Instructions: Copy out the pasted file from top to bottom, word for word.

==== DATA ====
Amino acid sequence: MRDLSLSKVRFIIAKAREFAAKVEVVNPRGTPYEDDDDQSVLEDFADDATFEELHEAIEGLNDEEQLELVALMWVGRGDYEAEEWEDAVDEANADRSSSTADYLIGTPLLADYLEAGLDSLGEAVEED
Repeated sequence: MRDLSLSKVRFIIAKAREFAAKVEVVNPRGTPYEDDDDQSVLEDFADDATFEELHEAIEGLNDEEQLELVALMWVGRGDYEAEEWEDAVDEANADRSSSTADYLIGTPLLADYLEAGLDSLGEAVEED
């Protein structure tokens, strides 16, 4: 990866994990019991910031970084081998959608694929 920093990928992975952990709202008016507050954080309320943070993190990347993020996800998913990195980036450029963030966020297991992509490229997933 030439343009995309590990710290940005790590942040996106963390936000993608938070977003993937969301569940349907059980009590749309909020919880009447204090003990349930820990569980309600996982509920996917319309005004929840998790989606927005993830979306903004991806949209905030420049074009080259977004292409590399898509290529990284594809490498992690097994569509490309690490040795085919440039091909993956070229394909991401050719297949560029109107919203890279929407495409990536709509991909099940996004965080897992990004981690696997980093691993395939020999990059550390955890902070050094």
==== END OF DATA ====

Amino acid sequence: MRDLSLSKVRFIIAKAREFAAKVEVVNPRGTPYEDDDDQSVLEDFADDATFEELHEAIEGLNDEEQLELVALMWVGRGDYEAEEWEDAVDEANADRSSSTADYLIGTPLLADYLEAGLDSLGEAVEED
Repeated sequence: MRDLSLSKVRFIIAKAREFAAKVEVVNPRGTPYEDDDDQSVLEDFADDATFEELHEAIEGLNDEEQLELVALMWVGRGDYEAEEWEDAVDEANADRSSSTADYLIGTPLLADYLEAGLDSLGEAVEED
């Protein structure tokens, strides 16, 4: 990866994990019991910031970084081998959608694929 920093990928992975952990709202008016507050954080309320943070993190990347993020996800998913990195980036450029963030966020297991992509490229997933 030439343009995309590990710290940005790590942040996106963390936000993608938070977003993937969301569940349907059980009590749309909020919880009447204090003990349930820990569980309600996982509920996917319309005004929840998790989606927005993830979306903004991806949209905030420049074009080259977004292409590399898509290529990284594809490498992690097994569509490309690490040795085919440039091909993956070229394909991401050719297949560029109107919203890279929407495409990536709509991909099940996004965080897992990004981690696997980093691993395939020999990059550390955890902070050094």